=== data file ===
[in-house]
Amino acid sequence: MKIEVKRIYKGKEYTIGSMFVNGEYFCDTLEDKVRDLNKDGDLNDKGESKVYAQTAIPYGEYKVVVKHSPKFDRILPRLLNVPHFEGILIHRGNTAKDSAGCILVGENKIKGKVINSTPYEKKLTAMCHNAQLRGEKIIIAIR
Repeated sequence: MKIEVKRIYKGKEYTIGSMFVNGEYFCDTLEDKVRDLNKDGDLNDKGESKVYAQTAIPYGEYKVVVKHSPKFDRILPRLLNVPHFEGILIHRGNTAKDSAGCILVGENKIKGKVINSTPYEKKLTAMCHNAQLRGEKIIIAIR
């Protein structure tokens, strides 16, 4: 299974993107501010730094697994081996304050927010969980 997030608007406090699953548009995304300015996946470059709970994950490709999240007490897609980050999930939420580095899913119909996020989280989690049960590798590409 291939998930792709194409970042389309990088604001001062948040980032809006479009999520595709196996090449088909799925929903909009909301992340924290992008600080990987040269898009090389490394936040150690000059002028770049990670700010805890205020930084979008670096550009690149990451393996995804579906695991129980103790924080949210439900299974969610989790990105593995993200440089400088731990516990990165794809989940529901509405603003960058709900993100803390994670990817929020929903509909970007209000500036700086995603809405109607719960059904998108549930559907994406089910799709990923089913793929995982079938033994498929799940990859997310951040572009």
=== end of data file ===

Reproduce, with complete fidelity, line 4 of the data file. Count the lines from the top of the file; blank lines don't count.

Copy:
């Protein structure tokens, strides 16, 4: 299974993107501010730094697994081996304050927010969980 997030608007406090699953548009995304300015996946470059709970994950490709999240007490897609980050999930939420580095899913119909996020989280989690049960590798590409 291939998930792709194409970042389309990088604001001062948040980032809006479009999520595709196996090449088909799925929903909009909301992340924290992008600080990987040269898009090389490394936040150690000059002028770049990670700010805890205020930084979008670096550009690149990451393996995804579906695991129980103790924080949210439900299974969610989790990105593995993200440089400088731990516990990165794809989940529901509405603003960058709900993100803390994670990817929020929903509909970007209000500036700086995603809405109607719960059904998108549930559907994406089910799709990923089913793929995982079938033994498929799940990859997310951040572009």